7 Myths of LTACHs
Long-term acute care hospitals (LTACHs) are designed to help patients advance their recovery when traditional hospitals may not have the time or resources to help them. But, when it comes to long-term acute care, there are many misconceptions. From the services provided to admission requirements and insurance coverage, we’ve taken some of the most common myths about long-term acute care hospitals and clarified them below.
Myth #1: Long-term acute care hospitals are nursing homes
Fact: Long-term acute care hospitals provide a higher level of care than nursing homes and skilled nursing facilities (SNFs). An LTACH is similar to an intensive care unit (ICU). Because LTACHs are hospitals, they have 24-hour physician coverage along with many specialized services on-site, including:
- Full nursing staff
- Physical, occupational, speech, and respiratory therapies
- Dietary and advanced nutrition services
- Radiology, pharmacy, and laboratory services
Long-term acute care hospitals are uniquely designed to provide care for patients with complex medical needs.
Myth #2: Patients admitted to an LTACH are required to stay 25 days
Fact: The amount of time a patient stays in an LTACH is dependent upon their illness or injury, complications, and goals. Every patient is different because every human is different. In an LTACH, physicians collaborate with patients and their loved ones to create an individualized plan of care to help patients achieve their unique recovery goals.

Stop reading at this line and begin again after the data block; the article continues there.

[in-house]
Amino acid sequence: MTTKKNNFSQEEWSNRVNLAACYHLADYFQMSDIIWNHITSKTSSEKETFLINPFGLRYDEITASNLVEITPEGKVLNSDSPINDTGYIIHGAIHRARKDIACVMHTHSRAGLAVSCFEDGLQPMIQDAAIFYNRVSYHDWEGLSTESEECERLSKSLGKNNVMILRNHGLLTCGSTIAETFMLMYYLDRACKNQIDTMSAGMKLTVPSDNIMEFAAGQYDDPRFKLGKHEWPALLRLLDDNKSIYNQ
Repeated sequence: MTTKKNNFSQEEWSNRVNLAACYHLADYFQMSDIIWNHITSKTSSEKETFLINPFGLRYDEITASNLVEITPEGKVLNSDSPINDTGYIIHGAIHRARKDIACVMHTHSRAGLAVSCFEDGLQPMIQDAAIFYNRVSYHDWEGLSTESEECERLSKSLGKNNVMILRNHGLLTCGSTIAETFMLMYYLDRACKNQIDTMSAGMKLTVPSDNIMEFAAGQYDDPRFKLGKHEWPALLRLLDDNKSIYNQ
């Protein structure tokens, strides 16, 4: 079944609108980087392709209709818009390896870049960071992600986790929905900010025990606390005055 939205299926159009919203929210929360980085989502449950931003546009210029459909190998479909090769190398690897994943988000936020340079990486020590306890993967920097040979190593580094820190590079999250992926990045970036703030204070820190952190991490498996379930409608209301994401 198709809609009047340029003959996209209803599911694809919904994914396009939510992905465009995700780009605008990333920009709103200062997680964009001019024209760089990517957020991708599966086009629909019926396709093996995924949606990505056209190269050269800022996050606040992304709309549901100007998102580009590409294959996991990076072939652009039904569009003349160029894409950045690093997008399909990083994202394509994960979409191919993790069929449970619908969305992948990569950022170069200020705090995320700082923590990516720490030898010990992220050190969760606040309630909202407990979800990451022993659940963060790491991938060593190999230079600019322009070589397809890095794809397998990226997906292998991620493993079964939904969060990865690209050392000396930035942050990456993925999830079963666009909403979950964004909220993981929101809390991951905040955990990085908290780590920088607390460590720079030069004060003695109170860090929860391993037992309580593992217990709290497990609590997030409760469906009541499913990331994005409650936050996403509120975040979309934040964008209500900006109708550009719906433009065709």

Myth #3: LTACHs are where people go to get hospice care
Fact: Most patients do not receive hospice care while staying in an LTACH. Long-term acute care hospitals focus on getting patients back to life in their communities. Patients and their families choose LTACHs because they offer aggressive treatment for diseases and injuries.
Myth #4: Patients don’t get physical therapy or occupational therapy at an LTACH
Fact: While most patients in an LTACH are quite ill, early mobility is essential to a patient’s long-term outcome. LTACHs have therapists on staff who provide services specific to this level of care. Patients in an LTACH may begin receiving physical and/or occupational therapy even while on a ventilator. Physical and occupational therapists can create therapy regimens appropriate for each patient.
Myth #5: LTACHs can’t accept ICU-level patients or patients on an IV drip
Fact: Much like an intensive care unit, LTACHs focus on critical care of patients. Nurses and staff are specially trained to care for patients who are critically ill or have a complicated medical history.
Myth #6: A patient must spend at least three nights in an ICU before admitting to an LTACH
Fact: While LTACHs do commonly treat patients who have spent at least three nights in an ICU, this is not a requirement for LTACH treatment for all patients.
Myth #7: Insurance won’t pay for an LTACH
Fact: Most LTACHs have contracts with numerous insurance companies. LTACHs work directly with insurance providers to ensure coverage prior to a patient’s admission.